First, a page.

Figure 1: The Circle Model connecting the inner world of personal development with the outer world of organizational development as a transformative journey towards a world worth living in (Katrin Muff, 2016)

We split the 30 minutes in three parts. After a short introduction where I framed the conversation with a simple concept (see figure 1), we started the first part. Each CEO shared a personal story illustrating the question: “which challenges have influenced them personally and how have these shaped the way you are leading your organization?” As the audience collectively leaned forward, topics such as gender stereotypes, work-place injustice, product waste and power abuse were discussed with courage and vulnerability. I invited the packed auditorium to take moment and to individually reflect on what has shaped them most in your past and how this influences their priorities at work. Both in terms of what they currently do and what they wish you were doing. People came to me afterwards and said they have never experienced a room so quiet and so focused. The magic was starting.

In a second round, we had selected only two of the four CEOs share examples of what issues were challenging their organization in this VUCA (volatile, uncertain, complex and ambiguous) world and what long-term business opportunities were emerging concerning the Sustainable Development Goals? To grant time to the audience, the generosity of the other CEOs to stand back was really touching. We were one and we had one common objective! I invited the audience to turn to their neighbor and to discuss what options their saw to implement change for their organizations to embed the SDGs into their strategy. On a background slide, I shared a support website for those needing help. The room exploded. Everybody talked and shared and exchanged. We sat in our chairs with our jaws wide open. What an energy in the room. And how were we going to get them back to listening to us? When the time was up, the CEOs and I spontaneously stood up together and loudly applauded the audience. They look up and stared at us in surprise. They stopped talking and we could continue.

In the last round, all CEOs shared which issue concerned them most in our society and where they saw opportunities to connect these to future business activities? Their stories addressed the top burning societal issues of Switzerland as addressed by the Gapframe: CO2 overuse, equal opportunity, sustainable consumption, social integration and clean energy. I invited the audience to take a moment and choose one action that they could implement in the next 3 days to close the gap of where we are today vs. where they thought we should be in an area important for them. I offered an online tool to share these actions, if anybody felt like it.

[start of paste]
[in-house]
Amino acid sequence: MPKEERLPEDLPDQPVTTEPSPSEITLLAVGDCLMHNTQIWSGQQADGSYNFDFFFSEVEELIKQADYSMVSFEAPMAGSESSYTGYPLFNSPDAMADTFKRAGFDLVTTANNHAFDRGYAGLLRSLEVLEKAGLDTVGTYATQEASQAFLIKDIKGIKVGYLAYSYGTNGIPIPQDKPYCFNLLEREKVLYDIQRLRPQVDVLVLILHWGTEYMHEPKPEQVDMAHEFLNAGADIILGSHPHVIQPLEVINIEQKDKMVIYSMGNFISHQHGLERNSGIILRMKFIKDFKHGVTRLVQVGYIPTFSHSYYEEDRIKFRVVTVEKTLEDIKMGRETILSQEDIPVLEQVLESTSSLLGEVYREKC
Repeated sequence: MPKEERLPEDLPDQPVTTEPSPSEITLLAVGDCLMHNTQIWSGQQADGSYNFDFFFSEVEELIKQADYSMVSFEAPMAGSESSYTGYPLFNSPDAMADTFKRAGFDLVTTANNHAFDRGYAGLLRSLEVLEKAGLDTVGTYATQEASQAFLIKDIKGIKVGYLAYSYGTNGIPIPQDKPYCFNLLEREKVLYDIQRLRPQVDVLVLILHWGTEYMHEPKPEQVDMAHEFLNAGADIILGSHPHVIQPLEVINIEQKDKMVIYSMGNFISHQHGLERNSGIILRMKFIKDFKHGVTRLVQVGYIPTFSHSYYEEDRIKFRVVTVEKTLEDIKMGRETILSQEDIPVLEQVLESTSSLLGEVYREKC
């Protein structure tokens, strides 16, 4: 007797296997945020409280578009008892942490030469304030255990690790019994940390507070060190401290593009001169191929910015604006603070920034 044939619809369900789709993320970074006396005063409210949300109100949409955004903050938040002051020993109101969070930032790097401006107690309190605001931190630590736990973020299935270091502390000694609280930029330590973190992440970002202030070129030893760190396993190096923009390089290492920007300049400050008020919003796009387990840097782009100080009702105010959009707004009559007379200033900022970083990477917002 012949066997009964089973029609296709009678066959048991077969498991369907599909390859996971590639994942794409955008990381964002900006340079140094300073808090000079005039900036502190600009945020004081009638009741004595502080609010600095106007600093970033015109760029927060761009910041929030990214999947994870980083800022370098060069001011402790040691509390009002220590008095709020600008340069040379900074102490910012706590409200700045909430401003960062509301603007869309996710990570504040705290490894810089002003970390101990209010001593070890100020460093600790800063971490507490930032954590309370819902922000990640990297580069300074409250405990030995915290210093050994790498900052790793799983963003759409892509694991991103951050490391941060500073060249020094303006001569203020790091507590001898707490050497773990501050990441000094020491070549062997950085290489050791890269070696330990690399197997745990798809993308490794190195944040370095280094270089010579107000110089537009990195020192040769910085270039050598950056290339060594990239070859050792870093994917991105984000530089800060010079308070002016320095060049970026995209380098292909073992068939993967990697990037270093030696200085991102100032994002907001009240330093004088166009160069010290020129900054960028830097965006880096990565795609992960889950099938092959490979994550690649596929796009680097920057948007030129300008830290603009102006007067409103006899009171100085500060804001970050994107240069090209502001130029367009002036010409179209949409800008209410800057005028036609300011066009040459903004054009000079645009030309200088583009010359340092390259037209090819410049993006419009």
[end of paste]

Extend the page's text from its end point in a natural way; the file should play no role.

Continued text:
I wish we had more time at the end, the final reflection was a minute shorter than I had hoped but our 30 minutes were up. Nonetheless, I was happily surprised when I discovered the personal commitments coming in. Figure 2 provides an overview of them grouped into some categories I hope are helpful in reviewing.

Role modelling

  • I commit to dedicate my working time to a project that serves 100% to make our living more sustainable
  • Lead a topic coming out of SGES 2017
  • I will define my personal SDG‘s to be achieved by the end of 2018
  • Break the barriers, create sense of urgency and implement the much needed change
  • Prepare presentation about the legal implications of a meat tax as a ghg heavy good

Encouraging others for action

  • Communicate knowledge to peers
  • As corny as it may sound: foremost change minds
  • I commit to also encourage others to live more sustainably
  • Talk with my Patents about their travelling
  • Poll others on these questions
  • Roll out the sdgxchange in a world wide level
  • Make my sons understand that they also have a big responsibility for Equal Opportunity and that they must contribute to achieving it

Community building

  • Organize a non-hierarchical roundtable for a common sustainable mindset within my organization and outside
  • Partner to strengthen the capability to act
  • Launch SDSN Switzerland on 2 Nov, the network that mobilizes the Swiss research & innovation community for the SDGs
  • Keep engaging people for a sustainable future
  • I’ll ask my fellow Entrepreneurs how they care about Sustainability! And I’ll publish it later on!
  • Organize the startups around me in a matrix to share sustainability progress

More time for the soul

  • Slow down. I will lower my expectations towards myself and spend more time speaking with my employees
  • I will observe better!

Aligning corporate sustainability goals with national priority issues